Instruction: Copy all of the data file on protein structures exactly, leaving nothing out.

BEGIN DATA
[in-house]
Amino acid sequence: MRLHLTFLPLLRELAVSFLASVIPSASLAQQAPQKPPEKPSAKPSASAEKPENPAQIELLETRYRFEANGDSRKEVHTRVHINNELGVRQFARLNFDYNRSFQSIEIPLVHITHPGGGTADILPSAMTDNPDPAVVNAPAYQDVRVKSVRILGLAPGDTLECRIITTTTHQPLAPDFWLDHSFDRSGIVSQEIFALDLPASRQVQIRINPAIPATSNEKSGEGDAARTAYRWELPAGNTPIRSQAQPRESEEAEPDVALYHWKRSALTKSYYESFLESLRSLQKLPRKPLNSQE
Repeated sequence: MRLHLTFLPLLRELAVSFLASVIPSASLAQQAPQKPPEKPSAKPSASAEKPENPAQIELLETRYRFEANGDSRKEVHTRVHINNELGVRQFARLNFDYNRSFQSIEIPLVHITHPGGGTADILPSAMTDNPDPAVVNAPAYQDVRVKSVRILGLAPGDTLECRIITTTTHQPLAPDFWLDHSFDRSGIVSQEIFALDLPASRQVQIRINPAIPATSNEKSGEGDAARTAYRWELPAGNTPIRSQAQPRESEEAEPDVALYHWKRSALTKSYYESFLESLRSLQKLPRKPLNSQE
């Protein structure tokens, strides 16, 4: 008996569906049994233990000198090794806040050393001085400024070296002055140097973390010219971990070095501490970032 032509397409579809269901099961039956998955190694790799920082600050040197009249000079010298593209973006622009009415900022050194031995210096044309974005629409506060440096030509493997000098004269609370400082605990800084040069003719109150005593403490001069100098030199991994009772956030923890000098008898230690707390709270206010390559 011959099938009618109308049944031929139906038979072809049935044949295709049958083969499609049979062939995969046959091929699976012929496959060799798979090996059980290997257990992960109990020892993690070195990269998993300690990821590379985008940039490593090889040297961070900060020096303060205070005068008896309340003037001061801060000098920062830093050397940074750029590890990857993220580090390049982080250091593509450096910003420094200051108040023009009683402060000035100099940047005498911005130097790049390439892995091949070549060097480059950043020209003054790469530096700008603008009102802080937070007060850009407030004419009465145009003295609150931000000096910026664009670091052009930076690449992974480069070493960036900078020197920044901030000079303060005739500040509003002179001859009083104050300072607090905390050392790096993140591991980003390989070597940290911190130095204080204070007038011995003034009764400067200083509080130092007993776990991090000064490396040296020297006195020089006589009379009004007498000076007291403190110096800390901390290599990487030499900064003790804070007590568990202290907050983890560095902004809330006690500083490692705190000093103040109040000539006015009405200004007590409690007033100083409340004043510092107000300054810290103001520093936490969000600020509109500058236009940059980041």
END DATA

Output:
[in-house]
Amino acid sequence: MRLHLTFLPLLRELAVSFLASVIPSASLAQQAPQKPPEKPSAKPSASAEKPENPAQIELLETRYRFEANGDSRKEVHTRVHINNELGVRQFARLNFDYNRSFQSIEIPLVHITHPGGGTADILPSAMTDNPDPAVVNAPAYQDVRVKSVRILGLAPGDTLECRIITTTTHQPLAPDFWLDHSFDRSGIVSQEIFALDLPASRQVQIRINPAIPATSNEKSGEGDAARTAYRWELPAGNTPIRSQAQPRESEEAEPDVALYHWKRSALTKSYYESFLESLRSLQKLPRKPLNSQE
Repeated sequence: MRLHLTFLPLLRELAVSFLASVIPSASLAQQAPQKPPEKPSAKPSASAEKPENPAQIELLETRYRFEANGDSRKEVHTRVHINNELGVRQFARLNFDYNRSFQSIEIPLVHITHPGGGTADILPSAMTDNPDPAVVNAPAYQDVRVKSVRILGLAPGDTLECRIITTTTHQPLAPDFWLDHSFDRSGIVSQEIFALDLPASRQVQIRINPAIPATSNEKSGEGDAARTAYRWELPAGNTPIRSQAQPRESEEAEPDVALYHWKRSALTKSYYESFLESLRSLQKLPRKPLNSQE
């Protein structure tokens, strides 16, 4: 008996569906049994233990000198090794806040050393001085400024070296002055140097973390010219971990070095501490970032 032509397409579809269901099961039956998955190694790799920082600050040197009249000079010298593209973006622009009415900022050194031995210096044309974005629409506060440096030509493997000098004269609370400082605990800084040069003719109150005593403490001069100098030199991994009772956030923890000098008898230690707390709270206010390559 011959099938009618109308049944031929139906038979072809049935044949295709049958083969499609049979062939995969046959091929699976012929496959060799798979090996059980290997257990992960109990020892993690070195990269998993300690990821590379985008940039490593090889040297961070900060020096303060205070005068008896309340003037001061801060000098920062830093050397940074750029590890990857993220580090390049982080250091593509450096910003420094200051108040023009009683402060000035100099940047005498911005130097790049390439892995091949070549060097480059950043020209003054790469530096700008603008009102802080937070007060850009407030004419009465145009003295609150931000000096910026664009670091052009930076690449992974480069070493960036900078020197920044901030000079303060005739500040509003002179001859009083104050300072607090905390050392790096993140591991980003390989070597940290911190130095204080204070007038011995003034009764400067200083509080130092007993776990991090000064490396040296020297006195020089006589009379009004007498000076007291403190110096800390901390290599990487030499900064003790804070007590568990202290907050983890560095902004809330006690500083490692705190000093103040109040000539006015009405200004007590409690007033100083409340004043510092107000300054810290103001520093936490969000600020509109500058236009940059980041």